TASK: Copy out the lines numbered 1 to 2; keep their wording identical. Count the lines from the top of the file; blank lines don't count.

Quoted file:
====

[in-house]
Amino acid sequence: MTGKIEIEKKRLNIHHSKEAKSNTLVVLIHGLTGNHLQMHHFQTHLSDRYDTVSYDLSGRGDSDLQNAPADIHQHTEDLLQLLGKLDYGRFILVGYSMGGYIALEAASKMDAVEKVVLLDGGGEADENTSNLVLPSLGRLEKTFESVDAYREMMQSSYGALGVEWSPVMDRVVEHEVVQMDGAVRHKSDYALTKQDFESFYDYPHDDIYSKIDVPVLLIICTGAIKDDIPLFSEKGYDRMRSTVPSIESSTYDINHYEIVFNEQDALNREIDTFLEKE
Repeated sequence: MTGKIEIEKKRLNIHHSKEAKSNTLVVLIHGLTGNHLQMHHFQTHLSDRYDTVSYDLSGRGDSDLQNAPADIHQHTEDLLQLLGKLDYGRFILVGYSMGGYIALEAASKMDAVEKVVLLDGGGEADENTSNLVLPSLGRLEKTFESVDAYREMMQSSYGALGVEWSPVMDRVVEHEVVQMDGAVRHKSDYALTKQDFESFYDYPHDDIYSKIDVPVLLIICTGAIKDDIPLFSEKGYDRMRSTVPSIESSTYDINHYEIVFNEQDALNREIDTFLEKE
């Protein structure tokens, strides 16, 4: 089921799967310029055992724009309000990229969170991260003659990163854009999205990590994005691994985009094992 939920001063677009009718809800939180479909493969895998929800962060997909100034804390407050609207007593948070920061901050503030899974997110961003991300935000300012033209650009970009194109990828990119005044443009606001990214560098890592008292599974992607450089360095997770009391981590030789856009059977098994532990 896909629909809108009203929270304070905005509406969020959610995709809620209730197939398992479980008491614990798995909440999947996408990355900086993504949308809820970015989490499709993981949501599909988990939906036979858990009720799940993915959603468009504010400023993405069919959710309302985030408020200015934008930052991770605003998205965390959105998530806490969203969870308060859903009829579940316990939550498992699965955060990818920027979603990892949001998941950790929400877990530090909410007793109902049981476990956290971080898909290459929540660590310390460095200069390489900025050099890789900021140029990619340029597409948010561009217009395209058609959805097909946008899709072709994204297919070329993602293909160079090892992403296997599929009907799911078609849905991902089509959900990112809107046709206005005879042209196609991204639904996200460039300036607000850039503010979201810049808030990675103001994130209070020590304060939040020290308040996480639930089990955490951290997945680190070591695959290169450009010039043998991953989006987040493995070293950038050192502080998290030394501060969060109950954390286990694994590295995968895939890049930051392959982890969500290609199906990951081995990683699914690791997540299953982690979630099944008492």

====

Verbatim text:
[in-house]
Amino acid sequence: MTGKIEIEKKRLNIHHSKEAKSNTLVVLIHGLTGNHLQMHHFQTHLSDRYDTVSYDLSGRGDSDLQNAPADIHQHTEDLLQLLGKLDYGRFILVGYSMGGYIALEAASKMDAVEKVVLLDGGGEADENTSNLVLPSLGRLEKTFESVDAYREMMQSSYGALGVEWSPVMDRVVEHEVVQMDGAVRHKSDYALTKQDFESFYDYPHDDIYSKIDVPVLLIICTGAIKDDIPLFSEKGYDRMRSTVPSIESSTYDINHYEIVFNEQDALNREIDTFLEKE